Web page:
“Playing that many minutes is great for their confidence early,” defenseman Kyle Quincey said. “When you play that many minutes you don’t have that much time to think. So I think it’s nice for those guys to get into a rhythm and keep going.”

Quincey can’t say enough good things about the growth of his defensive partner.

“You’re seeing more of his offensive ability coming out,” Quincey said. “He’s getting more ice time and the confidence is coming out and he’s playing big minutes. The coaches are showing confidence in him, so he’s going to have confidence in himself.”

Though DeKeyser became ill Monday and left practice early, Babcock said the young defenseman will play against Nashville.

SHOOTOUT DROUGHT: This is the ninth season that the shootout has been used since the NHL instituted it in 2005, and surprisingly, Detroit is in the bottom third of the league with a 38-45 record – that’s a mediocre 45.8 percent.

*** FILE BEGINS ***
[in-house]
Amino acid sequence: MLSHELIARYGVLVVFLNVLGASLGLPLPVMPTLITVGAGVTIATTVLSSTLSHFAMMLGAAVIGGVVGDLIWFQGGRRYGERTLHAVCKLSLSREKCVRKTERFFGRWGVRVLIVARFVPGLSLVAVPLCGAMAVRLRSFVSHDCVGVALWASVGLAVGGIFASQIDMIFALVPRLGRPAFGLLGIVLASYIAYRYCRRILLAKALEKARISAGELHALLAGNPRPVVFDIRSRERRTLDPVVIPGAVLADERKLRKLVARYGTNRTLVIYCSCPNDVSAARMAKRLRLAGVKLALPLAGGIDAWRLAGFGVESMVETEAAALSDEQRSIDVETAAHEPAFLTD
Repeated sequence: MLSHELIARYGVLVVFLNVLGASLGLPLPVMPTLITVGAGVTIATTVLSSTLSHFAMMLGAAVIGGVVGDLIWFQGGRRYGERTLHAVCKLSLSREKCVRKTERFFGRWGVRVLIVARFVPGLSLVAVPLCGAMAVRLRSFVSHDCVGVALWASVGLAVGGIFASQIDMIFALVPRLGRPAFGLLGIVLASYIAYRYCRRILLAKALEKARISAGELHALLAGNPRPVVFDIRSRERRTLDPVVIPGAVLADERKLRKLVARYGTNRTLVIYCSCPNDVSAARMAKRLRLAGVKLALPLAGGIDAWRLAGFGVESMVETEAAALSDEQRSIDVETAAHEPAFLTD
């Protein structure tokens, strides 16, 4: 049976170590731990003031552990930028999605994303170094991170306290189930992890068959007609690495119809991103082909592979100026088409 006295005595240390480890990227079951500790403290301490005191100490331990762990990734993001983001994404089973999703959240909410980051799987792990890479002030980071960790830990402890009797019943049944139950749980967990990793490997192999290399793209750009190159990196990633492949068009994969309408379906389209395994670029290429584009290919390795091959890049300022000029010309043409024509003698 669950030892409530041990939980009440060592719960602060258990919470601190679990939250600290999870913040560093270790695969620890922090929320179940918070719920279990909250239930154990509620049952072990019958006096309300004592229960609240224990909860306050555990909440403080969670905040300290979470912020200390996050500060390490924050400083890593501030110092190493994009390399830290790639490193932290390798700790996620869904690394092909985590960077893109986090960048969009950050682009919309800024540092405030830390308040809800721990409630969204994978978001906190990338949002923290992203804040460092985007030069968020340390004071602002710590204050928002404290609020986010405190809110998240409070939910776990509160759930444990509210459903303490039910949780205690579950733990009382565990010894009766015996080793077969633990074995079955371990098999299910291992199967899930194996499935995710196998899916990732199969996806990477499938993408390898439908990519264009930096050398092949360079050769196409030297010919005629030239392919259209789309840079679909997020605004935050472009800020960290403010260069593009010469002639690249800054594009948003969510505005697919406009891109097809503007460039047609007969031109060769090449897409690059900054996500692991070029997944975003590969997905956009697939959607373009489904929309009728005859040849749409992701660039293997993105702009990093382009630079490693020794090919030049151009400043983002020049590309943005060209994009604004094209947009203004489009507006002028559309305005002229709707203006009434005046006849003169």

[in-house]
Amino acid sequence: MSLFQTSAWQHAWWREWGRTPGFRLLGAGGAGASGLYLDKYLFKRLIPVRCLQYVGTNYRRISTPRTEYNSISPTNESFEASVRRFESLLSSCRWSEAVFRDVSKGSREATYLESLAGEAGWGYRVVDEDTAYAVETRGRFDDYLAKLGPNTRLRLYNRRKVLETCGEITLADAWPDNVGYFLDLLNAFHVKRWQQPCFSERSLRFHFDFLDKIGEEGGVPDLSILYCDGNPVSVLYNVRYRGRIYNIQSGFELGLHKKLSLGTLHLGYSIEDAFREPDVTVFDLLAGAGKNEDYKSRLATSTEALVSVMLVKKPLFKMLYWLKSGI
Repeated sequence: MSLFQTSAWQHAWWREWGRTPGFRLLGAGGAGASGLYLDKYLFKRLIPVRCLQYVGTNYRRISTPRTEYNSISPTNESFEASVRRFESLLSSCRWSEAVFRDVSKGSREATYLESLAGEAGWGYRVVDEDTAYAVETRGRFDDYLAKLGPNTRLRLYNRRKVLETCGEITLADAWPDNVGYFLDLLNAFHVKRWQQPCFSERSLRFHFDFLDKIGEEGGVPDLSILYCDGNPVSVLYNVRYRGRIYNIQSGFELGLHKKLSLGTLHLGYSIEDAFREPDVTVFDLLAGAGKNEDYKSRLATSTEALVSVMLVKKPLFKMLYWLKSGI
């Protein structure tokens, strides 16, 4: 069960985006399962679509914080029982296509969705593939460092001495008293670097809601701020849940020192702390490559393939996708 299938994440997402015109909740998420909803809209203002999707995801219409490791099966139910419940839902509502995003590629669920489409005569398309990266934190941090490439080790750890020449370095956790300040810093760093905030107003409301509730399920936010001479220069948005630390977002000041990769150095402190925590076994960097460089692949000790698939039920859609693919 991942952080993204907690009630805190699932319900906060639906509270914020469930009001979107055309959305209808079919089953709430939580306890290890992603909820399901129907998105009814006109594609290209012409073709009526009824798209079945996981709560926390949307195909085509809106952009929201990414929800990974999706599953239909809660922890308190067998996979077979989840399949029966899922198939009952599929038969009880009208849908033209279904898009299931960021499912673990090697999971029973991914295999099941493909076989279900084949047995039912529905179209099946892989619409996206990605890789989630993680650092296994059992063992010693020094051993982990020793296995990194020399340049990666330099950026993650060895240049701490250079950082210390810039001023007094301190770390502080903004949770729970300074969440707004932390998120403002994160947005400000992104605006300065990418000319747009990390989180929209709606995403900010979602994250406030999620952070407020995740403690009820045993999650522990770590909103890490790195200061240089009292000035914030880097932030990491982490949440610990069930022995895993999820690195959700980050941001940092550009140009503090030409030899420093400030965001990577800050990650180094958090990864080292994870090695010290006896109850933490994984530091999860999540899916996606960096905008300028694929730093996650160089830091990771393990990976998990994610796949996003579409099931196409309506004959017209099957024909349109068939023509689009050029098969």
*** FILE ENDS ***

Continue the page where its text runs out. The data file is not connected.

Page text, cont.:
Since the shootout inception, Detroit shooters have a 32 percent success rate, scoring 93 goals on 291 chances. But in recent seasons, the Red Wings have struggled mightily in the shootout. They are winless in their last seven shootouts at Joe Louis Arena and 2-9 in their last 11 overall. Worse yet, Detroit shooters are 6-for-38 in that stretch.

“The elephant in the room is we haven’t scored in the shootout,” said Babcock, who had his players taking shootout chances at the end of Monday’s practice.

Red Wings’ shooters are 1-for-12 this season, including Pavel Datsyuk and Todd Bertuzzi, who are each 0-for-4. Daniel Alfredsson has the Wings’ lone shootout goal.

Through 2011-12, Datsyuk led the league with 31 goals in the tiebreaker, but since then, the most entertaining player in shootout history has scored just twice in 11 attempts and is tied for third all-time with Florida’s Brad Boyes.

Kronwall is the only defenseman to ever score a shootout goal for the Red Wings, only because the shootout went 11 rounds. So don’t expect him, or any other rear guard, to take a shot anytime soon.